Publisher's Weekly Review

Few admirers of Lobel's sunny picture book art (On Market Street) would guess at the terrors of Lobel's own childhood. Here, in beautifully measured prose, she offers a memoir that begins in 1939, when the author was five, as German soldiers march into her native Krakow; Lobel's adored father, the owner of a chocolate factory and a religious Jew, flees soon after, in the middle of the night ("He had kissed me in the night, and I did not know it"). Deportations begin, and before long the author and her younger brother (who is dressed as a girl) are sent to the country, in the care of their Niania (nanny). Thus the two children embark on years of flight, on a turbulent course involving assumed identities, blackmailers, a dangerous stay in the Krakow ghetto, concealment in a convent, capture and concentration camps. In 1945 the children are liberated, in Ravensbruck, and brought to Sweden to recuperate from what turns out to be tuberculosis, and they are eventually reunited with both parents. Lobel brings to these dramatic experiences an artist's sensibility for the telling detail, a seemingly unvarnished memory and heartstopping candor. Focused on survival, the child narrator does not pity herself or express her terror: she observes everyone keenly and cannily sizes them up. This piercing and graceful account is rewarding for readers of all ages. It may prove especially valuable for children who have graduated from Lobel's picture books and who may therefore feel they "know" her; this memoir would help such readers build a personal connection to WWII and its tragic lessons. A 12-page inset of family photos is included. Ages 10-up. (Sept.) (c) Copyright PWxyz, LLC. All rights reserved

School Library Journal Review

Gr 6 Up-Lobel has written a haunting, honest, and ultimately life-affirming account of her childhood years in Nazi-occupied Poland. Born in Krakow to an affluent Jewish family, she and her younger brother were cared for by their nanny ("Niania"), a devout Catholic. Lobel was five when the Nazis arrived in Poland and her father left in the middle of the night. As the situation worsened, Niania took the children into hiding in the countryside while their mother remained in the city with fake identification papers. As the war continued, the siblings were hidden in various places, relying mostly on Niania to care for them, at great risk to herself. When Lobel and her brother were captured, Niania arranged to have the children delivered into the care of relatives inside the concentration camp at Plaszów. At the end of the war, Lobel, then 11, and her brother were sent to Sweden as refugees, where she thrived at a convalescent home while recovering from tuberculosis and was reunited with her parents. She ends the story with her family's emigration to the United States. The author's words are simple and straightforward, even when she describes the horror of life in the camp or the fear and loneliness of being separated from her family and nanny. This is a worthy addition to memoirs of war such as Esther Hautzig's The Endless Steppe (Hall, 1968) and Yoko Kawashima Watkins's So Far from the Bamboo Grove (Lothrop, 1986).-Carol Fazioli, The Brearley School, New York City, NY (c) Copyright 2010. Library Journals LLC, a wholly owned subsidiary of Media Source, Inc. No redistribution permitted.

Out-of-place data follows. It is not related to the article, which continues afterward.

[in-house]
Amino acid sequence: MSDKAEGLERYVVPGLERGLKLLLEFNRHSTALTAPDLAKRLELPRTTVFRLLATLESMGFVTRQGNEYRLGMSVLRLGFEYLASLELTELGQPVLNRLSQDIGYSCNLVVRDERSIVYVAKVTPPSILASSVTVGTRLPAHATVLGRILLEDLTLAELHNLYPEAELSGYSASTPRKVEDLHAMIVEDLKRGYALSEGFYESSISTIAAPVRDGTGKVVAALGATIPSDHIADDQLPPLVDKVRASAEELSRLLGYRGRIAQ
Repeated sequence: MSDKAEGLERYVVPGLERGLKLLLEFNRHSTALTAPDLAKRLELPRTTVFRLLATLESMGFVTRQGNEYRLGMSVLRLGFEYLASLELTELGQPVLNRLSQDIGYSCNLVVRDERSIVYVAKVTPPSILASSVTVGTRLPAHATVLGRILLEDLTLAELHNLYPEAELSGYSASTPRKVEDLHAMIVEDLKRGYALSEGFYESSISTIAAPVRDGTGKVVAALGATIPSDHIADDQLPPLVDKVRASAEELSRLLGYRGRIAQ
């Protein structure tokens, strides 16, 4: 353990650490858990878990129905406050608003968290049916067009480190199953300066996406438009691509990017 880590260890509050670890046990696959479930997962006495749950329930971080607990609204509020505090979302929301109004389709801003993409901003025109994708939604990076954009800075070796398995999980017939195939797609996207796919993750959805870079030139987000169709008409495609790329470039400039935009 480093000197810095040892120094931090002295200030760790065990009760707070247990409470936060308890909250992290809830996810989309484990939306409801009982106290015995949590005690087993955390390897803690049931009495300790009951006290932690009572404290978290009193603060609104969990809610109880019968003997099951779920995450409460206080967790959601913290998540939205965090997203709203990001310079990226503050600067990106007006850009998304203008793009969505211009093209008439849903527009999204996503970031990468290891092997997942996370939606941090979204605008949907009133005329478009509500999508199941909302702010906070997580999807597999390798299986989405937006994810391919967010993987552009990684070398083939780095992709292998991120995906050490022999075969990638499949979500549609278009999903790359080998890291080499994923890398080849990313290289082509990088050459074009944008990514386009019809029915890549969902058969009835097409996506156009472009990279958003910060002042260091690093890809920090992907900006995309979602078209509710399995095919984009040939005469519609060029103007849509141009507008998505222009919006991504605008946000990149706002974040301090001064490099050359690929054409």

No Pretty Pictures A Child of War Chapter One From our balcony on a September day a long time ago, I watched the Germans march into the city where we lived. They stepped in unison, in shiny boots, with sunlight glinting on helmets and bouncing off bayonets. They sang a marching song. I did not understand the words that echoed between the buildings. Pushing my head through the bars of our crowded balcony to see the soldiers better, I held on tightly to my niania's (nanny's) hand. "Niemcy, Niemcy" ("Germans, Germans"), she muttered and sighed. My mother and father were there, and many other people. "No! No! They are French!" I heard people say. "Surely they must be French." It was a warm, and beautiful day. There was music and promise in the air. The back of the large apartment building where we lived faced a square courtyard. Here balconies were long walkways that extended the whole length of the building. We sometimes saw our neighbor, a Hasid, in his long black coat and round saucerlike hat edged in fur, rushing by our back windows on his way to the elevator. He turned comers, his beard flying in the wind. "Jews!" I would hear Niania mutter. My father was the owner of a chocolate factory. He was not a Hasid. But every morning he wrapped his head in thin black leather straps that ended in a small square box that rested on his forehead. The ends of the straps were tied around his wrists. He put a white shawl with black stripes around his shoulders and faced a window that led to the back balcony.. He mumbled and rocked back and forth. Under the leather straps on his head he wore a tight hairnet clasped on the side with a buckle. After he finished his mumblings, he unwrapped the straps, kissed them, and wound them back into the box he had taken off his head. He went to another room and came out elegantly dressed in a fine gray suit with a white shirt, a tie, and a boutonniere in his lapel. His hair was beautifully slicked down. He wore shiny black shoes and often spats. He smelled nice when he kissed me good-bye. Then, one morning, he was gone and did not come back. He had kissed me in the night, and I did not know it. I looked for his shoes. I could not find his smell, and I cried. One afternoon that October I was standing by the window that looked out on the courtyard. Something happened. I don't know how it happened. I did not see the beginning of it. Niania cried: "Don't look! Don't look!" She tried to pull me away from the window. "Come away from there!" Six floors below an open window facing our part of the building, several people were surrounding something on the ground. I could see a dark liquid slowly appear on the cement courtyard. Without really knowing, I knew what all this was. Whenever I ran and fell, banging my head, a black smell curled around in my head. No, even before, before the pain really began. Before I had had time to burst into my childish wail, an oily pungency flushed the inside of my head and spread through my mouth and my nostrils. Once, before the German soldiers had even come, I had been walking with Niania in the middle of the city, near a place called the Rondel. Into this remaining part of a medieval tower surrounded by a waterless moat, two motorcyclists had crashed. The railing had been bent and broken in several places. I saw no bodies. But before Niania hurried me away, I had seen the dark, dark red pools of liquid in the moat. There had been the noise that sirens and policemen and droszki (horse-drawn carriages) and horses made. And in my head there had been the smell of it all. The shape on the ground of our courtyard had been covered. The edges of the blanket fanned out neatly. The puddle of blackish red liquid that slowly seeped out from under the blanketed mound was growing larger. A high-heeled shoe had fallen off one foot that could just barely be seen under the covering. And that smell was in my head again. A blue late-afternoon sky cradled the roofs of my Eastern European city when Niania closed the drapes. A little later I sneaked back to the window. It was dark now. I could no longer see a stain. There was no blanket on the ground. The shoe was gone. The courtyard was empty. There was nothing. No Pretty Pictures A Child of War . Copyright © by Anita Lobel. Reprinted by permission of HarperCollins Publishers, Inc. All rights reserved. Available now wherever books are sold. Excerpted from No Pretty Pictures: A Child of War by Anita Lobel All rights reserved by the original copyright owners. Excerpts are provided for display purposes only and may not be reproduced, reprinted or distributed without the written permission of the publisher.